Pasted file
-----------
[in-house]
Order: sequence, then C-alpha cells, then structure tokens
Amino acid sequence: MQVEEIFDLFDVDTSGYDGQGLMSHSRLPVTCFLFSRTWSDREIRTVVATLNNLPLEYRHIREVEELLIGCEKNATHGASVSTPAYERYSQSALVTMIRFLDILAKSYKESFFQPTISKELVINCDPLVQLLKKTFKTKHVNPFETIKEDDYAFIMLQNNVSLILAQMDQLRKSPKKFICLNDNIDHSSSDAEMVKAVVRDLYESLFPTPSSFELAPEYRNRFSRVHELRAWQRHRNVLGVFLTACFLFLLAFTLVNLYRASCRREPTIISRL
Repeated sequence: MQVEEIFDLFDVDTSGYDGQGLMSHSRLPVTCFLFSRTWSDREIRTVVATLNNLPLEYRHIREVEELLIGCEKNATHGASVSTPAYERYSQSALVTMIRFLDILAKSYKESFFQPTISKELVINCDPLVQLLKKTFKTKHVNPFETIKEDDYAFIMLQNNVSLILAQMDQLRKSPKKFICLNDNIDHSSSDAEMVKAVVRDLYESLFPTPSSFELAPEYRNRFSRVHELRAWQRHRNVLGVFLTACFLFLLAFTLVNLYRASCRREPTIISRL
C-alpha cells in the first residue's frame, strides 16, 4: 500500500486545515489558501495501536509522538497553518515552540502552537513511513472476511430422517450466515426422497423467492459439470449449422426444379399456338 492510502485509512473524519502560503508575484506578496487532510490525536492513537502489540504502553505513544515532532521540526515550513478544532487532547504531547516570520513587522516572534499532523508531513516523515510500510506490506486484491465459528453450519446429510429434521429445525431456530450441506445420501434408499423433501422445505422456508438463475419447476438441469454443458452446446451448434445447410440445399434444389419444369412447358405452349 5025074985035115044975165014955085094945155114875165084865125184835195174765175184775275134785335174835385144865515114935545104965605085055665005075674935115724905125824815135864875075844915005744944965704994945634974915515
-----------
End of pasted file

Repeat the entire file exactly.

[in-house]
Order: sequence, then C-alpha cells, then structure tokens
Amino acid sequence: MQVEEIFDLFDVDTSGYDGQGLMSHSRLPVTCFLFSRTWSDREIRTVVATLNNLPLEYRHIREVEELLIGCEKNATHGASVSTPAYERYSQSALVTMIRFLDILAKSYKESFFQPTISKELVINCDPLVQLLKKTFKTKHVNPFETIKEDDYAFIMLQNNVSLILAQMDQLRKSPKKFICLNDNIDHSSSDAEMVKAVVRDLYESLFPTPSSFELAPEYRNRFSRVHELRAWQRHRNVLGVFLTACFLFLLAFTLVNLYRASCRREPTIISRL
Repeated sequence: MQVEEIFDLFDVDTSGYDGQGLMSHSRLPVTCFLFSRTWSDREIRTVVATLNNLPLEYRHIREVEELLIGCEKNATHGASVSTPAYERYSQSALVTMIRFLDILAKSYKESFFQPTISKELVINCDPLVQLLKKTFKTKHVNPFETIKEDDYAFIMLQNNVSLILAQMDQLRKSPKKFICLNDNIDHSSSDAEMVKAVVRDLYESLFPTPSSFELAPEYRNRFSRVHELRAWQRHRNVLGVFLTACFLFLLAFTLVNLYRASCRREPTIISRL
C-alpha cells in the first residue's frame, strides 16, 4: 500500500486545515489558501495501536509522538497553518515552540502552537513511513472476511430422517450466515426422497423467492459439470449449422426444379399456338 492510502485509512473524519502560503508575484506578496487532510490525536492513537502489540504502553505513544515532532521540526515550513478544532487532547504531547516570520513587522516572534499532523508531513516523515510500510506490506486484491465459528453450519446429510429434521429445525431456530450441506445420501434408499423433501422445505422456508438463475419447476438441469454443458452446446451448434445447410440445399434444389419444369412447358405452349 5025074985035115044975165014955085094945155114875165084865125184835195174765175184775275134785335174835385144865515114935545104965605085055665005075674935115724905125824815135864875075844915005744944965704994945634974915515